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tcpdump-examples
tcpdump-examples

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how tcp connection works

This post describes how to see TCP connection establishment and termination as packets using tcpdump on linux.

Preparing
Install following commands on your linux.

  • tcpdump
  • nc
  • telnet
  • netstat

See TCP connection establishment

1. start TCP server

Start TCP server using nc command with l,k option.
$ nc -lk 12345

Open a Listening port on Linux

Open another terminal and verify 12345 port is listening using netstat command.
$ netstat -anp | grep 12345
tcp 0 0 0.0.0.0:12345 0.0.0.0:* LISTEN /nc

2. start TCP client and establish connection

Start TCP client using telnet to establish TCP connection with TCP server of step 1.
$ telnet 127.0.0.1 12345
Trying 127.0.0.1...
Connected to 127.0.0.1.
Escape character is '^]'.
Open another terminal and verify nc process and telnet are establishing connection using netstat command.

5 ways to Check a remote port is open in Linux

$ netstat -anp | grep 12345
tcp 0 0 0.0.0.0:12345 0.0.0.0:* LISTEN /nc
tcp 0 0 127.0.0.1: 127.0.0.1:12345 ESTABLISHED /telnet
tcp 0 0 127.0.0.1:12345 127.0.0.1: ESTABLISHED /nc
Terminate TCP client with type "Ctrl+[" and "quit" on telnet. Then Connection is close.
$ telnet 127.0.0.1 12345
Trying 127.0.0.1...
Connected to 127.0.0.1.
Escape character is '^]'.
^]
telnet> quit
Connection closed.
$
It's ready to see TCP connection establishment with tcpdump.

3. See TCP 3-Way Handshake as TCP connection establishment

Verify TCP server that start at step 1 listen 12345 port.
$ netstat -anp | grep 12345
tcp 0 0 0.0.0.0:12345 0.0.0.0:* LISTEN /nc

Perform tcpdump with specify local interface and port 12345 as follows.
$ sudo tcpdump -i lo -nnn port 12345
tcpdump: verbose output suppressed, use -v or -vv for full protocol decode
listening on lo, link-type EN10MB (Ethernet), capture size 65535 bytes
Start TCP client using telnet to establish TCP connection with TCP server of step 1.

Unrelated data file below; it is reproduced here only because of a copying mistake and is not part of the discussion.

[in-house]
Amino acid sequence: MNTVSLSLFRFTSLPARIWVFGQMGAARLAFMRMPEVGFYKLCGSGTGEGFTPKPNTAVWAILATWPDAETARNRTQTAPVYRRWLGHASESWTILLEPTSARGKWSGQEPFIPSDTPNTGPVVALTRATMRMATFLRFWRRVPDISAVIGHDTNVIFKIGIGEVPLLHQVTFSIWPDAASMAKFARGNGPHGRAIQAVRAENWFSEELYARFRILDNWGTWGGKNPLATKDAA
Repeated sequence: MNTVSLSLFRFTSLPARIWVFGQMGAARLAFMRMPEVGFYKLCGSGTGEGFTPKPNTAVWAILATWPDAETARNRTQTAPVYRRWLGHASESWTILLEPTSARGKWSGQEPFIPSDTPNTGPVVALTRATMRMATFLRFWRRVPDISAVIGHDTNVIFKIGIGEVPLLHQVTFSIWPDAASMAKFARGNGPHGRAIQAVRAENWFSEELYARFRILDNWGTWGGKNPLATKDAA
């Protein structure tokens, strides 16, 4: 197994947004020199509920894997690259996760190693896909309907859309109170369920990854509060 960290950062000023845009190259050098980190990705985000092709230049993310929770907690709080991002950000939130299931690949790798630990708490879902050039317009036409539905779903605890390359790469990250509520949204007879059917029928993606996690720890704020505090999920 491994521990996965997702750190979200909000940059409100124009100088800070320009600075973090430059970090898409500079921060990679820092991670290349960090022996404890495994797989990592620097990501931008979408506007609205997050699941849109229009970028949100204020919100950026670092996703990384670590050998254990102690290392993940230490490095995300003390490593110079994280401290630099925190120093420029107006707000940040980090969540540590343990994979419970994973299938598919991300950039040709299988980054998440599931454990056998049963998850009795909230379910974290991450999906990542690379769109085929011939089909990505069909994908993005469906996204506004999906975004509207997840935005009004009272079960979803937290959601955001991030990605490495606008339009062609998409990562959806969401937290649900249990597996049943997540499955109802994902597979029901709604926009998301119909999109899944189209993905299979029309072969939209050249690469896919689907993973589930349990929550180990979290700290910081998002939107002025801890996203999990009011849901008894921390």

$ telnet 127.0.0.1 12345
Trying 127.0.0.1...
Connected to 127.0.0.1.
Escape character is '^]'.

Tcpdump: Filter Packets By Port
Verify tcpdump output as follows.
HH:mm:ss.SSSSSS IP 127.0.0.1. > 127.0.0.1.12345: Flags [S], seq ...
HH:mm:ss.SSSSSS IP 127.0.0.1.12345 > 127.0.0.1.: Flags [S.], seq ...
HH:mm:ss.SSSSSS IP 127.0.0.1. > 127.0.0.1.12345: Flags [.], ack ...
The format is as follows
timestamp IP source IP.port destination > IP.port: flags
First line means a SYN packet as "[S]" flag that telnet sent to TCP server.
Second line means SYN + ACK packet as "[S.]" flag that TCP server sent to telnet.
Third line means ACK packet as "[.]" flag that TCP server sent to telnet.
Exploring Tcpdump Filters with Examples
Understanding TCP Socket With Examples

See TCP connection termination

Open another terminal and verify nc process and telnet are establishing connection using netstat command.
$ netstat -anp | grep 12345
tcp 0 0 0.0.0.0:12345 0.0.0.0:* LISTEN /nc
tcp 0 0 127.0.0.1: 127.0.0.1:12345 ESTABLISHED /telnet
tcp 0 0 127.0.0.1:12345 127.0.0.1: ESTABLISHED /nc

3. See terminate TCP connection establishment

Keep tcpdump, and terminate TCP client with type "Ctrl+[" and "quit" on telnet. Then Connection is close.
$ telnet 127.0.0.1 12345
Trying 127.0.0.1...
Connected to 127.0.0.1.
Escape character is '^]'.
^]
telnet> quit
Connection closed.
$
Verify tcpdump output as follows.

Understanding TCP Flags SYN ACK RST FIN URG PSH
HH:mm:ss.SSSSSS IP 127.0.0.1. > 127.0.0.1.12345: Flags [F.], seq 1,
HH:mm:ss.SSSSSS IP 127.0.0.1.12345 > 127.0.0.1.: Flags [F.], seq 1,
HH:mm:ss.SSSSSS IP 127.0.0.1. > 127.0.0.1.12345: Flags [.], ack 2,
First line means a FIN packet as "[F]" flag that telnet sent to TCP server.
Second line means FIN + ACK packet as "[F.]" flag that TCP server sent to telnet.
Third line means ACK packet as "[.]" flag that TCP server sent to telnet.

Tcpdump: Filter Packets with Tcp Flags
Understanding TCP Connection with Examples
Understanding TCP Sequence Number with Examples

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